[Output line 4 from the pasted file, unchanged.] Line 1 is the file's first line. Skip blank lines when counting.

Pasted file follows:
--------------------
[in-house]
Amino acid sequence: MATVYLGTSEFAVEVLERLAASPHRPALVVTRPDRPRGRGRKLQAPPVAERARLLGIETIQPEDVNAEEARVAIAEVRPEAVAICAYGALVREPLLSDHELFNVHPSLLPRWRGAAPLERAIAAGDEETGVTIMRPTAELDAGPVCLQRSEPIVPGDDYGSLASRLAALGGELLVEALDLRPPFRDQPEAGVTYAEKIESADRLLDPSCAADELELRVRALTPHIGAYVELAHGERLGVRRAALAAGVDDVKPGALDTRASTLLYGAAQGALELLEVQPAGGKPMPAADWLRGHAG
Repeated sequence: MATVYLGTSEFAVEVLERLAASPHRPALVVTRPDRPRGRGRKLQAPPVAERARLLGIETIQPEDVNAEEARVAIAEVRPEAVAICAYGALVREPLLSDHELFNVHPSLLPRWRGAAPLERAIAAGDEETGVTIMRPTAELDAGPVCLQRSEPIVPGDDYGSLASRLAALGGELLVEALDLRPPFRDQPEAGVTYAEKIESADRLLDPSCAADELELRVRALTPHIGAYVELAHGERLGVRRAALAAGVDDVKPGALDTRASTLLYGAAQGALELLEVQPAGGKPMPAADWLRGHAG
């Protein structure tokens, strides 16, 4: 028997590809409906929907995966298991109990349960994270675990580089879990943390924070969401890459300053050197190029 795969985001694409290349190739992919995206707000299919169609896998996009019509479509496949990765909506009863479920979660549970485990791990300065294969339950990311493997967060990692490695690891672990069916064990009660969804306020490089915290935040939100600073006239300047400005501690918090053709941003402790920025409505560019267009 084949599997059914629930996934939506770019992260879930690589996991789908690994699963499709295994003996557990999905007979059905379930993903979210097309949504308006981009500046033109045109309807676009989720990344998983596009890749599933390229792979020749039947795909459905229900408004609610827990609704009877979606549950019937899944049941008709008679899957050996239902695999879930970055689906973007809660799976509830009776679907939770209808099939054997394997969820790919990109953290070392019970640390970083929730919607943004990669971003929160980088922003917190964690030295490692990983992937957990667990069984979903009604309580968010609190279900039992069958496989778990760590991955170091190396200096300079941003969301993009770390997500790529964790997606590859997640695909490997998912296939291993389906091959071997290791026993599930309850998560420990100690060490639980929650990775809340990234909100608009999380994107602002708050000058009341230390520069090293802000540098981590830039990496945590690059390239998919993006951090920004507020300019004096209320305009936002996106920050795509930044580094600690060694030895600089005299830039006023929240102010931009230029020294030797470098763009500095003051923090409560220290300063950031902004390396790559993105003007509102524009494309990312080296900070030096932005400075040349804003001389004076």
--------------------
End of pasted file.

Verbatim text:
């Protein structure tokens, strides 16, 4: 028997590809409906929907995966298991109990349960994270675990580089879990943390924070969401890459300053050197190029 795969985001694409290349190739992919995206707000299919169609896998996009019509479509496949990765909506009863479920979660549970485990791990300065294969339950990311493997967060990692490695690891672990069916064990009660969804306020490089915290935040939100600073006239300047400005501690918090053709941003402790920025409505560019267009 084949599997059914629930996934939506770019992260879930690589996991789908690994699963499709295994003996557990999905007979059905379930993903979210097309949504308006981009500046033109045109309807676009989720990344998983596009890749599933390229792979020749039947795909459905229900408004609610827990609704009877979606549950019937899944049941008709008679899957050996239902695999879930970055689906973007809660799976509830009776679907939770209808099939054997394997969820790919990109953290070392019970640390970083929730919607943004990669971003929160980088922003917190964690030295490692990983992937957990667990069984979903009604309580968010609190279900039992069958496989778990760590991955170091190396200096300079941003969301993009770390997500790529964790997606590859997640695909490997998912296939291993389906091959071997290791026993599930309850998560420990100690060490639980929650990775809340990234909100608009999380994107602002708050000058009341230390520069090293802000540098981590830039990496945590690059390239998919993006951090920004507020300019004096209320305009936002996106920050795509930044580094600690060694030895600089005299830039006023929240102010931009230029020294030797470098763009500095003051923090409560220290300063950031902004390396790559993105003007509102524009494309990312080296900070030096932005400075040349804003001389004076």